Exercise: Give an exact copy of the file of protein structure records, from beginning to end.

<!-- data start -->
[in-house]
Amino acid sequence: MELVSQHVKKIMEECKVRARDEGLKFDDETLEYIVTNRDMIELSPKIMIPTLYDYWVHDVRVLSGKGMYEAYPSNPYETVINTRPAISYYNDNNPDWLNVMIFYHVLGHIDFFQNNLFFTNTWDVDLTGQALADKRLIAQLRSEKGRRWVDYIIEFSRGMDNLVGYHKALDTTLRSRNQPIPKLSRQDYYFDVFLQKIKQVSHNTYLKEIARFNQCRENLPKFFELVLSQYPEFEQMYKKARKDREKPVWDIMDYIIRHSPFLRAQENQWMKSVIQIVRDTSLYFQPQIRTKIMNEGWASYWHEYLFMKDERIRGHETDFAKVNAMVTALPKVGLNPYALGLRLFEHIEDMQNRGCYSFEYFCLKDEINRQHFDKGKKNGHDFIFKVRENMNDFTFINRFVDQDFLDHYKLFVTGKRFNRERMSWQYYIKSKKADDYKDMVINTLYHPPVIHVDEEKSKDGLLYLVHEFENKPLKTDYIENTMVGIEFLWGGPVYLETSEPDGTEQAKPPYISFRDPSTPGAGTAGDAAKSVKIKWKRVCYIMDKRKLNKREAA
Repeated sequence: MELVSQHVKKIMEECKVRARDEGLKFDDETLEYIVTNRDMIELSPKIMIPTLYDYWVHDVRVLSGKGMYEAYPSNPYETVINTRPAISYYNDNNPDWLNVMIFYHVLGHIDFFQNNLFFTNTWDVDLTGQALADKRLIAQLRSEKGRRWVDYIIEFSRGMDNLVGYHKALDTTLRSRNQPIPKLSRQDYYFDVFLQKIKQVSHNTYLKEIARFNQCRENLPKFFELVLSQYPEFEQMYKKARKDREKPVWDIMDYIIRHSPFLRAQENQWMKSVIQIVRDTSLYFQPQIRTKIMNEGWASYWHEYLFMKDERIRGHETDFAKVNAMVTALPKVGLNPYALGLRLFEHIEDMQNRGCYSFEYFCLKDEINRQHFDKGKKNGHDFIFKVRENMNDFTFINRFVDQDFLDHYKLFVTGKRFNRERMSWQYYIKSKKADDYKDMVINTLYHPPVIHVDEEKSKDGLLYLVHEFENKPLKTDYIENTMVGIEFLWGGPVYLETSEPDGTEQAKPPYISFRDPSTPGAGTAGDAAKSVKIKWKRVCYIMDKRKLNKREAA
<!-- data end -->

[in-house]
Amino acid sequence: MELVSQHVKKIMEECKVRARDEGLKFDDETLEYIVTNRDMIELSPKIMIPTLYDYWVHDVRVLSGKGMYEAYPSNPYETVINTRPAISYYNDNNPDWLNVMIFYHVLGHIDFFQNNLFFTNTWDVDLTGQALADKRLIAQLRSEKGRRWVDYIIEFSRGMDNLVGYHKALDTTLRSRNQPIPKLSRQDYYFDVFLQKIKQVSHNTYLKEIARFNQCRENLPKFFELVLSQYPEFEQMYKKARKDREKPVWDIMDYIIRHSPFLRAQENQWMKSVIQIVRDTSLYFQPQIRTKIMNEGWASYWHEYLFMKDERIRGHETDFAKVNAMVTALPKVGLNPYALGLRLFEHIEDMQNRGCYSFEYFCLKDEINRQHFDKGKKNGHDFIFKVRENMNDFTFINRFVDQDFLDHYKLFVTGKRFNRERMSWQYYIKSKKADDYKDMVINTLYHPPVIHVDEEKSKDGLLYLVHEFENKPLKTDYIENTMVGIEFLWGGPVYLETSEPDGTEQAKPPYISFRDPSTPGAGTAGDAAKSVKIKWKRVCYIMDKRKLNKREAA
Repeated sequence: MELVSQHVKKIMEECKVRARDEGLKFDDETLEYIVTNRDMIELSPKIMIPTLYDYWVHDVRVLSGKGMYEAYPSNPYETVINTRPAISYYNDNNPDWLNVMIFYHVLGHIDFFQNNLFFTNTWDVDLTGQALADKRLIAQLRSEKGRRWVDYIIEFSRGMDNLVGYHKALDTTLRSRNQPIPKLSRQDYYFDVFLQKIKQVSHNTYLKEIARFNQCRENLPKFFELVLSQYPEFEQMYKKARKDREKPVWDIMDYIIRHSPFLRAQENQWMKSVIQIVRDTSLYFQPQIRTKIMNEGWASYWHEYLFMKDERIRGHETDFAKVNAMVTALPKVGLNPYALGLRLFEHIEDMQNRGCYSFEYFCLKDEINRQHFDKGKKNGHDFIFKVRENMNDFTFINRFVDQDFLDHYKLFVTGKRFNRERMSWQYYIKSKKADDYKDMVINTLYHPPVIHVDEEKSKDGLLYLVHEFENKPLKTDYIENTMVGIEFLWGGPVYLETSEPDGTEQAKPPYISFRDPSTPGAGTAGDAAKSVKIKWKRVCYIMDKRKLNKREAA